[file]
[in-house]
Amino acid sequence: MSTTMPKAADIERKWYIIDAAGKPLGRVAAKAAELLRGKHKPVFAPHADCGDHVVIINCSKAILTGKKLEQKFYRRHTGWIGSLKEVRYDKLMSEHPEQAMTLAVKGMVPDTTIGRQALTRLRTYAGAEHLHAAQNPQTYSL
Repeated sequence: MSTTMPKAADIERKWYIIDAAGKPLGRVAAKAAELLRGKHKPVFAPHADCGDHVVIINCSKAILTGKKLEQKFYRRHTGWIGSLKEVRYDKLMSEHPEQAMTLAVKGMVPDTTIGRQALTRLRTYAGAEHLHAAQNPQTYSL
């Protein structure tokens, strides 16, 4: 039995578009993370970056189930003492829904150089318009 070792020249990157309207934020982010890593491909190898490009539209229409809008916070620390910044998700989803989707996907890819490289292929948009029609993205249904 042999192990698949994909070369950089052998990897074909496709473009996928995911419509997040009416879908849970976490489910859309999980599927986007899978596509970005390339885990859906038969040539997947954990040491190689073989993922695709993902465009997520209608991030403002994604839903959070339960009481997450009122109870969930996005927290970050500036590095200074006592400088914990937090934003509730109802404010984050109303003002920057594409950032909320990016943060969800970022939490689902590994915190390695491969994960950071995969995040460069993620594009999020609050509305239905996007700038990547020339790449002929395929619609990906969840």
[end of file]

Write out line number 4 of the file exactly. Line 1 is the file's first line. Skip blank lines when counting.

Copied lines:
């Protein structure tokens, strides 16, 4: 039995578009993370970056189930003492829904150089318009 070792020249990157309207934020982010890593491909190898490009539209229409809008916070620390910044998700989803989707996907890819490289292929948009029609993205249904 042999192990698949994909070369950089052998990897074909496709473009996928995911419509997040009416879908849970976490489910859309999980599927986007899978596509970005390339885990859906038969040539997947954990040491190689073989993922695709993902465009997520209608991030403002994604839903959070339960009481997450009122109870969930996005927290970050500036590095200074006592400088914990937090934003509730109802404010984050109303003002920057594409950032909320990016943060969800970022939490689902590994915190390695491969994960950071995969995040460069993620594009999020609050509305239905996007700038990547020339790449002929395929619609990906969840």